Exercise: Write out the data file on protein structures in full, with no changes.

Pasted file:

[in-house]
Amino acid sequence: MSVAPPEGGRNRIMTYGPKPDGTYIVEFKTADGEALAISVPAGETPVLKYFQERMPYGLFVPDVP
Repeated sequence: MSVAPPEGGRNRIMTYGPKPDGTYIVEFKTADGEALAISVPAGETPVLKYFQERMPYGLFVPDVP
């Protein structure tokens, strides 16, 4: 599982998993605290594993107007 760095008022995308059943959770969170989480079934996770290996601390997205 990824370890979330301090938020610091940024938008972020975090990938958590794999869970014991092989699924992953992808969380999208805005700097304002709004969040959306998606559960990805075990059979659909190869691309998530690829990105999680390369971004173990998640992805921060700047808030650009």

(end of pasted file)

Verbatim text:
[in-house]
Amino acid sequence: MSVAPPEGGRNRIMTYGPKPDGTYIVEFKTADGEALAISVPAGETPVLKYFQERMPYGLFVPDVP
Repeated sequence: MSVAPPEGGRNRIMTYGPKPDGTYIVEFKTADGEALAISVPAGETPVLKYFQERMPYGLFVPDVP
């Protein structure tokens, strides 16, 4: 599982998993605290594993107007 760095008022995308059943959770969170989480079934996770290996601390997205 990824370890979330301090938020610091940024938008972020975090990938958590794999869970014991092989699924992953992808969380999208805005700097304002709004969040959306998606559960990805075990059979659909190869691309998530690829990105999680390369971004173990998640992805921060700047808030650009």